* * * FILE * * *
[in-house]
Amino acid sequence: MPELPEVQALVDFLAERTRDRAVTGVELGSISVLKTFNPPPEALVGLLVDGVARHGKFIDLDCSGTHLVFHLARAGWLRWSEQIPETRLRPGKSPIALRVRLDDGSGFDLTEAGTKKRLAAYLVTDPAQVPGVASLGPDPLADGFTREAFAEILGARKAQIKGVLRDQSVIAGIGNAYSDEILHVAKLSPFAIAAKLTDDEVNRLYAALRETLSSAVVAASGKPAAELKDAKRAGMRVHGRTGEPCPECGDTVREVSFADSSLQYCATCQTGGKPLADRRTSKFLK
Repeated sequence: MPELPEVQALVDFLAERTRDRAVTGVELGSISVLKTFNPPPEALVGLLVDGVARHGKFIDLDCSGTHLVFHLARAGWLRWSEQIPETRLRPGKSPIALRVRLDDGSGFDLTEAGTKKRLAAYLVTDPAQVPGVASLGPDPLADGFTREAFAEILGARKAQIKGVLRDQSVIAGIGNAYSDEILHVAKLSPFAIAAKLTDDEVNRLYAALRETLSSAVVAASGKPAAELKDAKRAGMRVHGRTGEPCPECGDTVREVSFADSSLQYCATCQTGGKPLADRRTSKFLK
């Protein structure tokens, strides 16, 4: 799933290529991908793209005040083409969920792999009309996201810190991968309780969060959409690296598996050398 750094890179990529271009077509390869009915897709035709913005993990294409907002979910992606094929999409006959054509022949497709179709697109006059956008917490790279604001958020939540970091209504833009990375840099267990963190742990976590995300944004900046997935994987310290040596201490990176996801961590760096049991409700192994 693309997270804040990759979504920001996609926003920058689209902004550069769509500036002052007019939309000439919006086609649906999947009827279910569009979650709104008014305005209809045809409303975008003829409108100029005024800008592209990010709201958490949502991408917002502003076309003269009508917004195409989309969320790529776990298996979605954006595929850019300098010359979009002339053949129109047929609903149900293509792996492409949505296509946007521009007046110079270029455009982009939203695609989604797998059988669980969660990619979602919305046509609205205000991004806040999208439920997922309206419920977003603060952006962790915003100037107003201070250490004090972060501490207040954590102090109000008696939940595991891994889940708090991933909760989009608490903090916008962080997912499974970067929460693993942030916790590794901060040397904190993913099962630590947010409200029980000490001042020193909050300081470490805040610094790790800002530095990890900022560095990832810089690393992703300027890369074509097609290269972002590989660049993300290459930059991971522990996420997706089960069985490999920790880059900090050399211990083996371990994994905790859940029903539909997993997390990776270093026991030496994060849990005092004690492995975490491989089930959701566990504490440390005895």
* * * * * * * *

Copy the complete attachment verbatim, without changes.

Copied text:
[in-house]
Amino acid sequence: MPELPEVQALVDFLAERTRDRAVTGVELGSISVLKTFNPPPEALVGLLVDGVARHGKFIDLDCSGTHLVFHLARAGWLRWSEQIPETRLRPGKSPIALRVRLDDGSGFDLTEAGTKKRLAAYLVTDPAQVPGVASLGPDPLADGFTREAFAEILGARKAQIKGVLRDQSVIAGIGNAYSDEILHVAKLSPFAIAAKLTDDEVNRLYAALRETLSSAVVAASGKPAAELKDAKRAGMRVHGRTGEPCPECGDTVREVSFADSSLQYCATCQTGGKPLADRRTSKFLK
Repeated sequence: MPELPEVQALVDFLAERTRDRAVTGVELGSISVLKTFNPPPEALVGLLVDGVARHGKFIDLDCSGTHLVFHLARAGWLRWSEQIPETRLRPGKSPIALRVRLDDGSGFDLTEAGTKKRLAAYLVTDPAQVPGVASLGPDPLADGFTREAFAEILGARKAQIKGVLRDQSVIAGIGNAYSDEILHVAKLSPFAIAAKLTDDEVNRLYAALRETLSSAVVAASGKPAAELKDAKRAGMRVHGRTGEPCPECGDTVREVSFADSSLQYCATCQTGGKPLADRRTSKFLK
């Protein structure tokens, strides 16, 4: 799933290529991908793209005040083409969920792999009309996201810190991968309780969060959409690296598996050398 750094890179990529271009077509390869009915897709035709913005993990294409907002979910992606094929999409006959054509022949497709179709697109006059956008917490790279604001958020939540970091209504833009990375840099267990963190742990976590995300944004900046997935994987310290040596201490990176996801961590760096049991409700192994 693309997270804040990759979504920001996609926003920058689209902004550069769509500036002052007019939309000439919006086609649906999947009827279910569009979650709104008014305005209809045809409303975008003829409108100029005024800008592209990010709201958490949502991408917002502003076309003269009508917004195409989309969320790529776990298996979605954006595929850019300098010359979009002339053949129109047929609903149900293509792996492409949505296509946007521009007046110079270029455009982009939203695609989604797998059988669980969660990619979602919305046509609205205000991004806040999208439920997922309206419920977003603060952006962790915003100037107003201070250490004090972060501490207040954590102090109000008696939940595991891994889940708090991933909760989009608490903090916008962080997912499974970067929460693993942030916790590794901060040397904190993913099962630590947010409200029980000490001042020193909050300081470490805040610094790790800002530095990890900022560095990832810089690393992703300027890369074509097609290269972002590989660049993300290459930059991971522990996420997706089960069985490999920790880059900090050399211990083996371990994994905790859940029903539909997993997390990776270093026991030496994060849990005092004690492995975490491989089930959701566990504490440390005895």